Characterizing bedforms in shallow seas as an integrative predictor of seafloor stability and the occurrence of macrozoobenthic species

Activity: Talk and presentationAcademic presentationAcademic


In soft-bottom marine ecosystems, bedform variation is induced by wind- and tidal-driven hydrodynamics. The resulting megaripples, sand waves and sandbanks form a spatially and temporally heterogeneous seafloor landscape. The strong physical forces imposed by the migration of these bedforms are important determinants for the occurrence of different macrozoobenthic species. Quantifying the effect of these forces can help in differentiating natural- and anthropogenically induced physical stressors. However, large-scale mapping of seabed morphology at high resolution using multibeam echosounder is challenging, costly and time-consuming, especially in shallow seas, prohibiting wide swaths. Instead, their bathymetry is typically studied using singlebeam transects that are interpolated to bathymetric grids with a relatively coarse resolution (20m). However, this leaves out information on smaller scale (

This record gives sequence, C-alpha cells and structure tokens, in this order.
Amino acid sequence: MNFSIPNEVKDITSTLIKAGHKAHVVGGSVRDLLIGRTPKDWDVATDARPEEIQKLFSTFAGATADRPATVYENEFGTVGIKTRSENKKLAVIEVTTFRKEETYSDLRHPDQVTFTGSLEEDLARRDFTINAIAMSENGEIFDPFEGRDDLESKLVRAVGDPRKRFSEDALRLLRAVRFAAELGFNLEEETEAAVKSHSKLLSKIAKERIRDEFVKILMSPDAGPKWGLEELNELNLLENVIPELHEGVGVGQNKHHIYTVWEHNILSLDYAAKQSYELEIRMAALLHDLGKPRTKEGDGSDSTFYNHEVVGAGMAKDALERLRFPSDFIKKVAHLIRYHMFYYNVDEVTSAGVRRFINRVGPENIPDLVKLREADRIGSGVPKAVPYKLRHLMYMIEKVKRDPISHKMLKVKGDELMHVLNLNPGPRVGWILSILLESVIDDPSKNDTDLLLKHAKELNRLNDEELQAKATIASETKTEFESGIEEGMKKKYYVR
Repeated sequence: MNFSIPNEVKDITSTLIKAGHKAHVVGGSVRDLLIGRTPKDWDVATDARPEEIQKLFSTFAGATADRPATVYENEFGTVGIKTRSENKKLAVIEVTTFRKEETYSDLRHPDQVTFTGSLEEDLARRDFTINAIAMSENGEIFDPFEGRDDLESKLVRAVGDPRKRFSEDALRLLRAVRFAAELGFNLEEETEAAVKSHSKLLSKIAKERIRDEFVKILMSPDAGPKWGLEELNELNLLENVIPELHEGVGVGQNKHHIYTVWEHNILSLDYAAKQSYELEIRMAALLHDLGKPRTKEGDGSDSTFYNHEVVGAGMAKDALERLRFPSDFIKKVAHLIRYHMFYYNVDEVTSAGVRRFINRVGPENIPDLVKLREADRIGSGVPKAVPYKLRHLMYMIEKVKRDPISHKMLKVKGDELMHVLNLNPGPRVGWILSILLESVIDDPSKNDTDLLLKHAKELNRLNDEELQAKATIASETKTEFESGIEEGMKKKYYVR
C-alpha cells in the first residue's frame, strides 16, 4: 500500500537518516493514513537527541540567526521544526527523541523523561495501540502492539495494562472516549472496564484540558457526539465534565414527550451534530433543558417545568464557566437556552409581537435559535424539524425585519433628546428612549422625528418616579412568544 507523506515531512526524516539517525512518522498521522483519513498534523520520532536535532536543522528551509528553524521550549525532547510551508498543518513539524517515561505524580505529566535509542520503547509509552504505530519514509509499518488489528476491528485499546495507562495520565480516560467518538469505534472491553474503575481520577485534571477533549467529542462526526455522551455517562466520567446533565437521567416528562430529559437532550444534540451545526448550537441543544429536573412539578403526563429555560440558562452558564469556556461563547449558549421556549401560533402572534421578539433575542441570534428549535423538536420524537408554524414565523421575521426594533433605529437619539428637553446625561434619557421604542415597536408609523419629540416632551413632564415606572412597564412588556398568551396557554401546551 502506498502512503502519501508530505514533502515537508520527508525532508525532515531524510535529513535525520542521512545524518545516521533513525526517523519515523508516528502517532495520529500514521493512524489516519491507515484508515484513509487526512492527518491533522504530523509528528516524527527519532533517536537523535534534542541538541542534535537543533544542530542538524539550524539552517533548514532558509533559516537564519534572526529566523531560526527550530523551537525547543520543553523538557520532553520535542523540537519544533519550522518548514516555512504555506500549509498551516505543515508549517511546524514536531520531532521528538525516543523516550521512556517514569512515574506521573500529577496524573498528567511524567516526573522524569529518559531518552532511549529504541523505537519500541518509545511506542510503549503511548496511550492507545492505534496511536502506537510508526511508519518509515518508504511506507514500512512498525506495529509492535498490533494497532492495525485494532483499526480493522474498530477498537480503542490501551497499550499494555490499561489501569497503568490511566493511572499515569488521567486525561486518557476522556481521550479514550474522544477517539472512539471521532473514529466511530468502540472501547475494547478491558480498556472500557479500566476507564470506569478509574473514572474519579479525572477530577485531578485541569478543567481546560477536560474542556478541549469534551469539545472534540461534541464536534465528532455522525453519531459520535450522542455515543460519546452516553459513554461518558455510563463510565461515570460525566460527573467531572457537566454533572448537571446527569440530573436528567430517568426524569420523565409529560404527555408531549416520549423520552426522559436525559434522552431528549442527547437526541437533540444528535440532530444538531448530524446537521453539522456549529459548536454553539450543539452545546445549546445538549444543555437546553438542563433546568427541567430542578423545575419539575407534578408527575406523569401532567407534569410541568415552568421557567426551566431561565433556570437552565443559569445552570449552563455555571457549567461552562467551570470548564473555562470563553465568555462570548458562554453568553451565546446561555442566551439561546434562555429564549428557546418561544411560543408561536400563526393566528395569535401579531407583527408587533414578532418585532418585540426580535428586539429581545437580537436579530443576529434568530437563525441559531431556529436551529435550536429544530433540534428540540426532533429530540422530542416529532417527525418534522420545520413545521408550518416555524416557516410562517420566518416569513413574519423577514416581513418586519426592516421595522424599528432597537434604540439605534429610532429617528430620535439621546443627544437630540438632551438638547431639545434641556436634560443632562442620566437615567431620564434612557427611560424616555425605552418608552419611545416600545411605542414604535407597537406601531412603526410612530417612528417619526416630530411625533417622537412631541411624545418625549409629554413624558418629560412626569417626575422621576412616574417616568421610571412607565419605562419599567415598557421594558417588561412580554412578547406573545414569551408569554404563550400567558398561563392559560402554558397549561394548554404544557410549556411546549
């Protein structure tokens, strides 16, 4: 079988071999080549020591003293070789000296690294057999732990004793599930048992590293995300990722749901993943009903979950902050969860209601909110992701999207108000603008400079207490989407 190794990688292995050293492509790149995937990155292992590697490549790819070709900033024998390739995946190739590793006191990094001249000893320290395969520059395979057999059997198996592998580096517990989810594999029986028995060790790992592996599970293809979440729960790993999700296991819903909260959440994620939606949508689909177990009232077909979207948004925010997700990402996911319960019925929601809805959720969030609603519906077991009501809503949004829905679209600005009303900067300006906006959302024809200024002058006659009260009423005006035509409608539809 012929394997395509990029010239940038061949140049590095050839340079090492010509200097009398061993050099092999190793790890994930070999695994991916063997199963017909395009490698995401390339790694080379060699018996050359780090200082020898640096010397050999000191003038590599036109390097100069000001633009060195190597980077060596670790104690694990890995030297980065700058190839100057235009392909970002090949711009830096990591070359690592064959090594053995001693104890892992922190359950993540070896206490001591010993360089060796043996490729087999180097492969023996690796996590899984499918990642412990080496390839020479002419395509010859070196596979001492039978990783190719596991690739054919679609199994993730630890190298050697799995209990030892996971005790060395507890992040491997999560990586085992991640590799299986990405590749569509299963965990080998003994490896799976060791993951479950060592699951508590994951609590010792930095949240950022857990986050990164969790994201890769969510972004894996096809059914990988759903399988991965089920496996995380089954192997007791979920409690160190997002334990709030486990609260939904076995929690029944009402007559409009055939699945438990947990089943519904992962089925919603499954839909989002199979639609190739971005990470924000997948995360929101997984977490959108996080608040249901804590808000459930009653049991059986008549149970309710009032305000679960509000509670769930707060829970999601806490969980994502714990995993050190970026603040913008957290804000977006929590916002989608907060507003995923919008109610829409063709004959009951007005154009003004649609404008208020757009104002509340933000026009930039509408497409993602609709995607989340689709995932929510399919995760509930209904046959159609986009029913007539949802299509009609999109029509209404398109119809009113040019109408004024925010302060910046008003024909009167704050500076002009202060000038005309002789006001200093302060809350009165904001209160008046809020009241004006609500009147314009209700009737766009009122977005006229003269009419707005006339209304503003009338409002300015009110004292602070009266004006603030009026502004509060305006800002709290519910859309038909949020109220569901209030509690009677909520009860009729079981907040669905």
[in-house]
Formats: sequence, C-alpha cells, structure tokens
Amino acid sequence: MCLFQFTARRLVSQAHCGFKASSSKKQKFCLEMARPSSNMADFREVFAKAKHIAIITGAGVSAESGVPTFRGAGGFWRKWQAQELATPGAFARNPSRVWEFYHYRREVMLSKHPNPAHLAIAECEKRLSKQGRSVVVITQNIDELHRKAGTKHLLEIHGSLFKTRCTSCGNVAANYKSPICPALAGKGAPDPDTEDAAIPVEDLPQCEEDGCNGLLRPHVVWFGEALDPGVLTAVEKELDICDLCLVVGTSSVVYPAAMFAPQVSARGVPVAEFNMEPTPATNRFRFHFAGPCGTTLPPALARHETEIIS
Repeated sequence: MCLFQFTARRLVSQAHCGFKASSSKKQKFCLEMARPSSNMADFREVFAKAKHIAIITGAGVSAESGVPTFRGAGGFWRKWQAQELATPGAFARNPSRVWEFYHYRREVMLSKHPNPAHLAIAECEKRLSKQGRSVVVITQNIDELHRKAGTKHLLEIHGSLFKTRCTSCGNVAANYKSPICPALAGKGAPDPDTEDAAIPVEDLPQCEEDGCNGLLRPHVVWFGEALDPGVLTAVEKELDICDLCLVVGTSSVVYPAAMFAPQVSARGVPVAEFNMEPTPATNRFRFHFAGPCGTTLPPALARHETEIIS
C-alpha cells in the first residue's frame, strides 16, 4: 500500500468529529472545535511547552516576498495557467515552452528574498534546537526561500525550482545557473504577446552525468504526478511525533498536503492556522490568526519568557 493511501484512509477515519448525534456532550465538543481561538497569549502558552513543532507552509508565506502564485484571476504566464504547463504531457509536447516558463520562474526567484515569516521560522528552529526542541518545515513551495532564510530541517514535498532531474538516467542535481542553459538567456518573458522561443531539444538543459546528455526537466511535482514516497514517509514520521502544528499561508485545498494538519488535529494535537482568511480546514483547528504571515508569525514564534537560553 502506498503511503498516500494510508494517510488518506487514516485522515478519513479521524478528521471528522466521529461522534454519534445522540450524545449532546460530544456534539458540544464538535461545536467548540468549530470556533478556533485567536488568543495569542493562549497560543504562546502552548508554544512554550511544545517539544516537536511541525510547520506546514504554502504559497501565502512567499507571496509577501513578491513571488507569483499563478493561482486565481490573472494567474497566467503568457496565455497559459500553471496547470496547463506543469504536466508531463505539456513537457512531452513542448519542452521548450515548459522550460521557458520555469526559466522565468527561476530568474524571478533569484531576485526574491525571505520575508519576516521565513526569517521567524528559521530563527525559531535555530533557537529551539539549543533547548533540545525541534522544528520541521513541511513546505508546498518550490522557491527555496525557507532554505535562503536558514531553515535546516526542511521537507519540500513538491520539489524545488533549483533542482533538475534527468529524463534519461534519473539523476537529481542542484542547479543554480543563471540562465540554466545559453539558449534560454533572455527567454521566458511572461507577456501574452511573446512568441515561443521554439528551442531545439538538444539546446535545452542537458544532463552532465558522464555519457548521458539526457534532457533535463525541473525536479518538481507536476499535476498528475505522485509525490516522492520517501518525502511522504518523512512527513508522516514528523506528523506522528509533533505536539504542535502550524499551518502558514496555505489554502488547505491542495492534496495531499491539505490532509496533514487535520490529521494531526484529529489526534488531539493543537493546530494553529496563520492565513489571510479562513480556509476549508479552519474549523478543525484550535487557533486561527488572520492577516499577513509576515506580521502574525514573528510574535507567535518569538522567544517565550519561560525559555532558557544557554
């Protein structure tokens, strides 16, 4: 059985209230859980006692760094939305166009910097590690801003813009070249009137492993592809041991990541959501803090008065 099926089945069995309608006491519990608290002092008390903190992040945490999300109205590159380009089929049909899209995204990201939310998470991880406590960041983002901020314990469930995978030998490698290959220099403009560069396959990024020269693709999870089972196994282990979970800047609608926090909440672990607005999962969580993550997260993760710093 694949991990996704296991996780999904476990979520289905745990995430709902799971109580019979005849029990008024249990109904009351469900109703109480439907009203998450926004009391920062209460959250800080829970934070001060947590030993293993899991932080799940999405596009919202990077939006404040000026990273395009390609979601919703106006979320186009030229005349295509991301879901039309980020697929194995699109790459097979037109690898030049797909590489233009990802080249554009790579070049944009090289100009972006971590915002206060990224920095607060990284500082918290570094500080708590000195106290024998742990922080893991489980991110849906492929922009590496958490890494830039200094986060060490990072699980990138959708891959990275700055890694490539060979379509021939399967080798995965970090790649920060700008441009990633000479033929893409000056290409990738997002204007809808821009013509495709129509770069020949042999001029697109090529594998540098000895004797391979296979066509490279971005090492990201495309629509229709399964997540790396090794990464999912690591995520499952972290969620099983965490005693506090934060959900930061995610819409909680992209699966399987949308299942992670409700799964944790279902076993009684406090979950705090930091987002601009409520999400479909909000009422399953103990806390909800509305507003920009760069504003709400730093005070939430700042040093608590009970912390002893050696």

Event titleCoastal ecology workshop
Event typeConference
LocationSchiermonnikoog, NetherlandsShow on map
Degree of RecognitionInternational